The history of American law enforcement begins in Boston.
The people of the town of Boston established a Watch in 1631. Shortly thereafter, the Town Meeting assumed control of the Watch in 1636.Watchmen patrolled the streets of Boston at night to protect the public from criminals, wild animals, and fire.
The Watchmen’s responsibilities grew along with the town, which became the City of Boston in 1822. Less than twenty years later, the City founded a police force of six men under the supervision of a City Marshall. The Boston Watch of 120 men continued to operate separately.
In 1854, the City replaced the Watch organizations with the Boston Police Department, which consisted of 250 officers. Each officer received payment of $2 per shift, walked his own beat, and was forbidden to hold outside employment. Rather than use the billhook of the old Watch, officers began to carry a 14-inch club. In the proceeding years, the City annexed several neighboring towns and expanded police services to those areas.
The telephone greatly influenced means of communication at the BPD during the 1880s, as demonstrated by the replacement of the telegraph system with telephone lines at police stations, and the installation of police call boxes.
Toward the end of the 19th century, the BPD officers began providing charitable services, such as serving soup to the poor at police stations. Police stations also opened their doors to newcomers to the city, who could spend a night as a “lodger.” Additionally, police ambulances transported sick and injured individuals to the City Hospital. Some of the services founded during this time have continued into the present day, though some now under the management of external city agencies.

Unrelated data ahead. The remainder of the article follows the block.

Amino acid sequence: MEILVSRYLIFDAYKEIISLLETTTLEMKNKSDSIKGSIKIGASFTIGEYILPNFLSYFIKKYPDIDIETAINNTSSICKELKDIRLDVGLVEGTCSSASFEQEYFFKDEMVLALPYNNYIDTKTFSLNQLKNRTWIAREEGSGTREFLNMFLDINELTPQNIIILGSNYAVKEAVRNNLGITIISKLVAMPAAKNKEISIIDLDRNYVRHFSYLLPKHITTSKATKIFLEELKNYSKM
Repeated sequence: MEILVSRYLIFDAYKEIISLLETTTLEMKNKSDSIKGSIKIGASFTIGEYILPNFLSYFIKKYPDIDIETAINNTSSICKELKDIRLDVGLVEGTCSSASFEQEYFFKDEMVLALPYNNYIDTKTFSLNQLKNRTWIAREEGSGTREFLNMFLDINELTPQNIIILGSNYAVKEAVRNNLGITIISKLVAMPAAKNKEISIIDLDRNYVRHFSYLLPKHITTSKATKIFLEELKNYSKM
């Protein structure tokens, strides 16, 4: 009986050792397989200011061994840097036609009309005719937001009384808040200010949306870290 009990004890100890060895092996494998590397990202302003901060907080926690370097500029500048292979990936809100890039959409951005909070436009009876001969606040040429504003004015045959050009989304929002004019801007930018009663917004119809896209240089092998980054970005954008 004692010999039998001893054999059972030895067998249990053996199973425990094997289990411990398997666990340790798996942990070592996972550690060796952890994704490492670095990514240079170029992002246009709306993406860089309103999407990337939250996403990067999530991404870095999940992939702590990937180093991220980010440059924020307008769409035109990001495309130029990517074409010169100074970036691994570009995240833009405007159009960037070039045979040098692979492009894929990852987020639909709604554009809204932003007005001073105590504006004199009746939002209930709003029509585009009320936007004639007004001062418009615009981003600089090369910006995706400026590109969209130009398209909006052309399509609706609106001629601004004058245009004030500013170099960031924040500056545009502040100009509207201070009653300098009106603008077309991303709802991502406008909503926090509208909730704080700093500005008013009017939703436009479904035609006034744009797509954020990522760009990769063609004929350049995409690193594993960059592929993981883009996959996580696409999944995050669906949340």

At the turn of the 20th century, the BPD grew to 1,000 patrolmen. At that time keeping the peace resulted in nearly 32,000 arrests annually. The role of the police also expanded, with the introduction of the automobile came new practices. Duties now included regulating motor vehicle traffic and removing unruly passengers from streetcars. The BPD purchased its first patrol car in 1903 and its first patrol wagon in 1912. In later years, police would use motorcycles to deal with ever-increasing traffic.
The Boston Police Strike of 1919 sought to improve wages and
working conditions for patrolmen, and recognition for its trade union. This effort
made national headlines and changed the BPD, as the Department eliminated
nearly three-quarters of its force and filled the ranks with returning soldiers
from World War I.
The 1920s served as an especially deadly time for the BPD, with
17 officers killed in the line of duty between 1920 and 1930 as the Department
dealt with Prohibition and ensuing crime. The Great Depression cut police
pay due to a smaller city budget. During World War II, many police officers left
the Department to join the armed forces.
Similar to other police departments in the 1960s, the Boston
police maintained order during periods of protest and unrest. With school
desegregation in 1974, the BPD deployed officers throughout the city to escort
school children and to ensure public safety.
To meet the demands of modern policy, the BPD built a
state-of-the-art facility in 1997. While earlier police headquarters were located
near the centers of government and commerce, the new BPD Headquarters is located
in the Roxbury neighborhood in order to be near the geographic midpoint of
Boston. One Schroeder Plaza is named in honor of brothers Walter and John Schroeder,
two officers killed in the line of duty in the 1970s.
Over the last four decades, Boston has experienced a
significant decrease in its overall crime rate. Throughout its history, the BPD
has employed innovative strategies and partnerships in order to protect all those
in Boston, and has served as a role model for police departments nationwide.